The crowd then followed him to the Parliament Buildings. Along the way, they broke the windows of the offices of the Montreal Pilot, which was the only English-language daily supporting the administration at that time.

When they arrived on site, the rioters broke the windows of the House of Assembly, which was still in session despite the late hour. A committee of the whole House was at that time debating a Bill to Establish a Court having jurisdiction in Appeals and Criminal matters for Lower Canada.[19] The last entry in the journal of the House on April 25 reads:

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Mr. Johnson took the Chair of the Committee; and after some time spent therein, the proceedings of the Committee were interrupted by continued volleys of stones and other missiles thrown from the streets, through the windows, into the Legislative Assembly Hall, which caused the Committee to rise, and the Members to withdraw into the adjoining passages for safety, — from whence Mr. Speaker and the other Members were almost immediately compelled to retire and leave the Building, which had been set fire to on the outside. — Journals of the Legislative Assembly of the Province of Canada, April 25, 1849.[19]

After breaking the windows and the gas lamps on the outside, a group entered the building and committed various acts of vandalism. According to Perry's account, he, together with Augustus Howard and Alexander Courtney, broke into the building after a first unsuccessful attempt to open the locked doors.[18]:109 Someone ordered a fire truck brought over, and then Perry and a notary, John H. Isaacson, used the truck's 35-foot ladder as a battering ram to break down the doors. He entered with a few followers and reached the House of Assembly. A certain O'Connor attempted to block their entry, but Perry knocked him down with the handle of the axe he was carrying. The mob took control of the room despite the resistance of a few MPPs (John Sandfield Macdonald, William Hume Blake, Thomas Aylwin, John Price) and sergeant at arms Chrisholm.[18]:110–2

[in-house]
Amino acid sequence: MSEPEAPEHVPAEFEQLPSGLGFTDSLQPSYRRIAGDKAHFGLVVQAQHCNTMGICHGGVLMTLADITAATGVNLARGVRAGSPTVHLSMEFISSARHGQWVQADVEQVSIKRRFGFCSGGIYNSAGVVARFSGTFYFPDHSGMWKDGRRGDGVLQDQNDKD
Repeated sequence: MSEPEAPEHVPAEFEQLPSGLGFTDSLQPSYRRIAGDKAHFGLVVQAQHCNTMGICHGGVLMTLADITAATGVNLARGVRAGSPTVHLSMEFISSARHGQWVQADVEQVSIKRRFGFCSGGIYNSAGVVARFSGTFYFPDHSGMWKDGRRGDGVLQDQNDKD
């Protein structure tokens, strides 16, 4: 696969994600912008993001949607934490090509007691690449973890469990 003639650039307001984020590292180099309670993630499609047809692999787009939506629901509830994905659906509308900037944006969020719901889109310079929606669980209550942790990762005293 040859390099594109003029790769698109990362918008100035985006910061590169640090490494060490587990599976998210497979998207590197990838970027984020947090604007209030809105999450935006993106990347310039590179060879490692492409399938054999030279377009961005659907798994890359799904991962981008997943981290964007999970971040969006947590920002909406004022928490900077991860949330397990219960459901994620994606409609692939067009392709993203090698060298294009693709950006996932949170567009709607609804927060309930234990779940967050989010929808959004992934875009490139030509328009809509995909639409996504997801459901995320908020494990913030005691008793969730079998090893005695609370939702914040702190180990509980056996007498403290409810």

One of the rioters sat in the Speaker's chair where Morin had been sitting only a few minutes before, and declared the dissolution of the House. The room was turned upside down while other men entered the room of the Legislative Council. The acts of vandalism that were reported included the destruction of the seats and desks, stamping on the portrait of Louis-Joseph Papineau, that had been hanging on the wall next to that of Queen Victoria. Perry claimed to have set fire to the room himself when he hit the gas chandelier suspended on the ceiling with a brick, aiming for the clock that was directly above the Speaker's chair. The clock, whose ticking apparently got on his nerves, was, according to his account, showing 9:40 pm[18]:112 when it happened. Other sources, including newspapers of the time, believed the fire to have been started when rioters outside the building started throwing the torches that some of them had carried from the Champ-de-Mars meeting.

Since gas pipes were broken both inside and outside the building, the fire spread rapidly. Perry and Courtney ran out of the building with the ceremonial mace of the House of Assembly which was lying on the clerk's desk in front of the Speaker's chair.[18]:113[20] The mace was afterwards brought to Allan MacNab who was then at Donegana Hotel.[18]:114[21]